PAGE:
The study by Brooks and Liptak (1979) reports the results of a 30 minutes static test. The endpoint measured was chlorophyll a depletion. The experimental conditions are not sufficiently described (not valid).

Long-term toxicity:

Data on the long-term effect of sodium hypochlorite to algae can be drawn from laboratory microcosm and field mesocosm studies. The study of Cairns et al. (1990) on the peryphytic community indicated a 7d NOEC=3 μgTRC/l equivalent to 2.1µg FAC/L for the measure of algal biomass.

Marine water:


Short-term toxicity

Data on short-term toxicity to algae were retrieved from the literature but they were not considered adequate for the effects assessment of sodium hypochlorite.

The effects of chlorine to three phytoplanktonic algae species were tested by Videau et al. (1979) in static tests with filtered sea water, aimed to evaluate a number of variables. The most sensitive species was Dunaliella primolecta, for which a initial dose of 400 μg/l TRO caused 50% mortality in 24 hours. After 3 hours from dosing, free chlorine had disappeared in chlorinated water below 500 μg/l. Based on their experimental results, the authors extrapolated that in a natural medium, having a population of 1 cell/ml, mortality would reach 65% after 24 h exposure at 200 μg/l.

Gentile et al. (1976) report the Cl2 concentrations causing 50% growth reduction in a series of 24 h static tests on 11 phytoplanctonic species; the LC50 ranged from 75 to 330 μg/l. Only the highly concentrated stock solution was measured. Other tests performed on the diatom Thalassiosira pseudonana, using different exposure times up to 20 minutes showed that, 48h after exposure to 200 μg/l chlorine, growth was reduced by about 60%.

These effect concentrations very likely underestimate the toxicity following a continous exposure but none of these studies can be used for risk assessment as they address algicidal efficiency, not growth inhibition.

Long- term toxicity

Long-term toxicity data for algae were not found. Sanders et al (1981) studied the effects of prolonged chlorination on natural marine phytoplankton communities cultivated in large tanks under flow through conditions (semi-field test). To achieve measurable concentration in the exposure tanks, HOCl was added by single daily additions directly to the tanks, where it degraded within 2 hours (an intermittent exposure was therefore resulting). A 50% reduction in cell density (the most sensitive endpoint) was observed in the 21 day test at concentrations as low as 1-10 μg/l TRC. These data provide evidence of the severe impact of free chlorine on phytoplankton at very low concentrations, even at intermittent exposure (data used as supportive information).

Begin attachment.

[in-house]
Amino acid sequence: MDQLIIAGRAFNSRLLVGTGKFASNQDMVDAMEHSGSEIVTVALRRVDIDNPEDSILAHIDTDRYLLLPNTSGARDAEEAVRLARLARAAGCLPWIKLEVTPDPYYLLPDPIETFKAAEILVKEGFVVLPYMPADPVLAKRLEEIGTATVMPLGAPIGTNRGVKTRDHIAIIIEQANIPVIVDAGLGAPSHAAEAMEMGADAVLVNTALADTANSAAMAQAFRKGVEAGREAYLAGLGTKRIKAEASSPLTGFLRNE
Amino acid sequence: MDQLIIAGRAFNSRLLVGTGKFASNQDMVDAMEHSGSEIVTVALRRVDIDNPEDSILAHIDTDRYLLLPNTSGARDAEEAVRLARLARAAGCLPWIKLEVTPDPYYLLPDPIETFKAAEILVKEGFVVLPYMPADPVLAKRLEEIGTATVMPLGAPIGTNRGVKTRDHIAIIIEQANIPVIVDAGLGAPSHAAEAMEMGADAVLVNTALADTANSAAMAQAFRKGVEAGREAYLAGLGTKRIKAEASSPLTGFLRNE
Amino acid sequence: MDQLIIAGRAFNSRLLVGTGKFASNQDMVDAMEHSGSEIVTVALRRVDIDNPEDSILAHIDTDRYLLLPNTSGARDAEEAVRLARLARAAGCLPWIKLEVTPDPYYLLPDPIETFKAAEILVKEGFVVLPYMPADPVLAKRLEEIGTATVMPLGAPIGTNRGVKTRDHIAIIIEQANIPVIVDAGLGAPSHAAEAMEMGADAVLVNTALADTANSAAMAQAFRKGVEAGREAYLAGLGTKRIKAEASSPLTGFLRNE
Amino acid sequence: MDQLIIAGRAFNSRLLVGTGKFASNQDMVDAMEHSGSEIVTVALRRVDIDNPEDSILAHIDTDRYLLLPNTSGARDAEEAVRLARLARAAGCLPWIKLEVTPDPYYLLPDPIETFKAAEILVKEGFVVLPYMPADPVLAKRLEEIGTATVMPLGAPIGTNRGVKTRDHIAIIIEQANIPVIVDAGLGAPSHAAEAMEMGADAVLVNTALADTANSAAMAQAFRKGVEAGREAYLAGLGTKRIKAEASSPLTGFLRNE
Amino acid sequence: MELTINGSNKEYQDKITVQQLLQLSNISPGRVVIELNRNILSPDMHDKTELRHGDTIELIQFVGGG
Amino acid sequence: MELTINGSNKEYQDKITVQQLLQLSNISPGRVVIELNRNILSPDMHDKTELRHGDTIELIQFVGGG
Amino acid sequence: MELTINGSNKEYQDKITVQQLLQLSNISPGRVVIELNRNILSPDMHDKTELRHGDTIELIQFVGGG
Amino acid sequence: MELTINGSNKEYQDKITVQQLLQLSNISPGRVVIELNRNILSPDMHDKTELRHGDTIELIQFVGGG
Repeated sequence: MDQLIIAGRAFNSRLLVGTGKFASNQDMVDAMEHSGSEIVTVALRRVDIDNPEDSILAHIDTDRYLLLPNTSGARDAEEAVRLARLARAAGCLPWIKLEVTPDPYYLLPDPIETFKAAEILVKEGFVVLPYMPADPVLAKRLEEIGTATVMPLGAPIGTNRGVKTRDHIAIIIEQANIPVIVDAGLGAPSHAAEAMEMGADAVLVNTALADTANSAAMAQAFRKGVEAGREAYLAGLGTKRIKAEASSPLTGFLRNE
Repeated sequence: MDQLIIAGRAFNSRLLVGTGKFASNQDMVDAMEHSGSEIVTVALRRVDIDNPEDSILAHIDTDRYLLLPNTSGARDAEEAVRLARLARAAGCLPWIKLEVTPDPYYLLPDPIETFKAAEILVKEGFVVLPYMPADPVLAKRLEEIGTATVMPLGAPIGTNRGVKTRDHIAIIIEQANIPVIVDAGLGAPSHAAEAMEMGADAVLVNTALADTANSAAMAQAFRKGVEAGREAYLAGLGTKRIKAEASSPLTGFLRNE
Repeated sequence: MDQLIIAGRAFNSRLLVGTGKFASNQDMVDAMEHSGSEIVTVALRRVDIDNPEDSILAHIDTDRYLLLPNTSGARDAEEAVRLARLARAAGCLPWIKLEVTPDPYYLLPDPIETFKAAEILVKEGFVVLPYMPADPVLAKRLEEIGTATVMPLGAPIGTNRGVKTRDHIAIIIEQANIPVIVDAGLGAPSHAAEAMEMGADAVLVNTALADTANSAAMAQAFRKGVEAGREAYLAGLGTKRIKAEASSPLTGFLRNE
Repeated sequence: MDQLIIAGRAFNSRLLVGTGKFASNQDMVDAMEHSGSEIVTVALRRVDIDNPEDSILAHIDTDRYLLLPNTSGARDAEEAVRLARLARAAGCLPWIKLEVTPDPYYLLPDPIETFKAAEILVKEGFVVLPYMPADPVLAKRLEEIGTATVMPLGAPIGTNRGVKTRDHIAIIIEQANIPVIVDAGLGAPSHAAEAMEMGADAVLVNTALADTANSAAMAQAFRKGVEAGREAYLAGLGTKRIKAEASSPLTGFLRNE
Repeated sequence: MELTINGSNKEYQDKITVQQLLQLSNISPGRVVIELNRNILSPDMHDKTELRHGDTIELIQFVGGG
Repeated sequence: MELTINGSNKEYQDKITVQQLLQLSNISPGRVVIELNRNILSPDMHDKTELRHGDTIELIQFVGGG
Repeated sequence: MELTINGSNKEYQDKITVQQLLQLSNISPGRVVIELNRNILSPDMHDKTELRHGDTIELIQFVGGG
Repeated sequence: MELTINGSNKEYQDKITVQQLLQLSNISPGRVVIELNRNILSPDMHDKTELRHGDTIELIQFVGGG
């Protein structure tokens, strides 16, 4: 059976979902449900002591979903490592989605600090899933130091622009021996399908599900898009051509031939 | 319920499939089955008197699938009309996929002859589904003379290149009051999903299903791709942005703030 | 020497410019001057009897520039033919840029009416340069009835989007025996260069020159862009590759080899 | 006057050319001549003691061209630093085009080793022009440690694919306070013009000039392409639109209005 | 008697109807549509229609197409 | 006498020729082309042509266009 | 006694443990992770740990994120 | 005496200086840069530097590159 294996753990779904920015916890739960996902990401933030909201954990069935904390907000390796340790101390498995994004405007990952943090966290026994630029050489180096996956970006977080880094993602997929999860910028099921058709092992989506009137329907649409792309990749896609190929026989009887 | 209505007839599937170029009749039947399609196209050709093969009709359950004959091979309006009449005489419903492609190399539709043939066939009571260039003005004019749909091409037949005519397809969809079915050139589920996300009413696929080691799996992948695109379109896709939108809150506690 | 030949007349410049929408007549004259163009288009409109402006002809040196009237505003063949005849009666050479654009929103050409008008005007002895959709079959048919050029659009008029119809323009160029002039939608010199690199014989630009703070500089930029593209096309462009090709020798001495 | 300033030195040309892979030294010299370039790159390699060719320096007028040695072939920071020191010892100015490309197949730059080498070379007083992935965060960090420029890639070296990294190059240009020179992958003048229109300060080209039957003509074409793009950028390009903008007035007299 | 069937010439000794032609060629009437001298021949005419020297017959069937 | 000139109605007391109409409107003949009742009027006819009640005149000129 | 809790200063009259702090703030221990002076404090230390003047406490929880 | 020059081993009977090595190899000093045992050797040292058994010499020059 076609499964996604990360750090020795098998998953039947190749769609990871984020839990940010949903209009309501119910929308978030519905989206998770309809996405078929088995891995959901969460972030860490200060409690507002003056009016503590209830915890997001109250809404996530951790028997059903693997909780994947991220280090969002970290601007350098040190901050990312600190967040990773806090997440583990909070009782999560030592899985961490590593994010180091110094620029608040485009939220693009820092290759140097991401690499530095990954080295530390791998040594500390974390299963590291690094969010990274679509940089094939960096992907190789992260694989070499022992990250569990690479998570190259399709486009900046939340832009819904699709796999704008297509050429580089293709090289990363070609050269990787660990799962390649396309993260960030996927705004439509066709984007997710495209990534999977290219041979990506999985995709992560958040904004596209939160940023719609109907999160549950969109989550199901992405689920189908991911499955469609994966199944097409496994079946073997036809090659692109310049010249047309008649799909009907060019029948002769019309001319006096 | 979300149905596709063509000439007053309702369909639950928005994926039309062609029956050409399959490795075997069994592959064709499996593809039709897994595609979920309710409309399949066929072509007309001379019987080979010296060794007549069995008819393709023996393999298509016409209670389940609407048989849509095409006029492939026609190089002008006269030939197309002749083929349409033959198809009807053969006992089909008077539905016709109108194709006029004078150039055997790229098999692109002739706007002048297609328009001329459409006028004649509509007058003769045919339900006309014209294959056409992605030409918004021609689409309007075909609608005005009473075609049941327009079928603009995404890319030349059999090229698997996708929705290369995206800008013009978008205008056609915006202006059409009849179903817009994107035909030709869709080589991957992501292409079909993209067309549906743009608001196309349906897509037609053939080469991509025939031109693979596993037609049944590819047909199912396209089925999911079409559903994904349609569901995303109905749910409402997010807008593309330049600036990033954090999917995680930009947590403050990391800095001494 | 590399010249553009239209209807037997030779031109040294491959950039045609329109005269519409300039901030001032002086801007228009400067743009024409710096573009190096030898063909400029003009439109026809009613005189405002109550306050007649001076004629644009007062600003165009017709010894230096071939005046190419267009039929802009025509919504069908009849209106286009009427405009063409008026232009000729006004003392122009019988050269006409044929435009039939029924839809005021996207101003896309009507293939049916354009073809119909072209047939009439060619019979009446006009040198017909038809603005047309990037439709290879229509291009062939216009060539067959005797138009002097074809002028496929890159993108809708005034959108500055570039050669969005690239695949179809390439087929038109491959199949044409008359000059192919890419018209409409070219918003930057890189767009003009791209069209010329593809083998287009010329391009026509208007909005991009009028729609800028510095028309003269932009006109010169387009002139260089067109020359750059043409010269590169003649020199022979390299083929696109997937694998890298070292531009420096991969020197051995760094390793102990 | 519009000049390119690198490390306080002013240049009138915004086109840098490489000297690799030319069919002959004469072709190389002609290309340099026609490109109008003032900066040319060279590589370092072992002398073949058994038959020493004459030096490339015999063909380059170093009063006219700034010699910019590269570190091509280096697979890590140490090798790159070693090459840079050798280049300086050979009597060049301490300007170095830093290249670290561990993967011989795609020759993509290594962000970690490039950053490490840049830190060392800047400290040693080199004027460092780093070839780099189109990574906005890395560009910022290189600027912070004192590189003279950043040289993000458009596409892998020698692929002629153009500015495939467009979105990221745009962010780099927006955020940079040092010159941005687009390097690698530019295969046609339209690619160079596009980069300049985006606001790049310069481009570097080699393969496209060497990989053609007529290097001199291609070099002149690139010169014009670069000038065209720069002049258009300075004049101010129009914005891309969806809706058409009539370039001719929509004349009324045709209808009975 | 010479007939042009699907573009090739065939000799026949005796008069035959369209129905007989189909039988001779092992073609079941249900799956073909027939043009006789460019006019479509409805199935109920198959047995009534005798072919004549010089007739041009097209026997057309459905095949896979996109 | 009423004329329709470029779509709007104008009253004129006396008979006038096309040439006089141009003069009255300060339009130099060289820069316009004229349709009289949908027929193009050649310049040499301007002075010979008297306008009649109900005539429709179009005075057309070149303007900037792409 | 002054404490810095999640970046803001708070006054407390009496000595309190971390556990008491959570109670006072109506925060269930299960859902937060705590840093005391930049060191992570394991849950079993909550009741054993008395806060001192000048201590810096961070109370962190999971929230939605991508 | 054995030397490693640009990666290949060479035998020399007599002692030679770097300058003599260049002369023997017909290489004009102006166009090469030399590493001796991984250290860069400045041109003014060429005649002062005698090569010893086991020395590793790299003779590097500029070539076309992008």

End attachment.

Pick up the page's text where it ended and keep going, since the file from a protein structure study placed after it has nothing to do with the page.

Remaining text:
Long- term toxicity

Erickson and Foulk (1980) used outdoor and indoor flow-through systems to evaluate the effects of continuous chlorination (1 year) on entrained estuarine plankton communities consisting of eggs, larvae, algae and juveniles (not better specified). NaOCl was continuously applied at dose levels of 125 to 1441 μg/l, which resulted in concentrations of residual chlorine in the systems below the detection limits of the amperometric analyzer used (10 μg/l). In all treatments a reduction of ATP measured as indication of biomass, was observed (from 13% to 58%). This result is used as supportive information.


For the risk assessment a NOEC of 2.1 mg FAC/L will be used to calculate the PNEC(aquatic) both for fresh and salt water derived from a laboratory microcosm study (Cairns, 1990).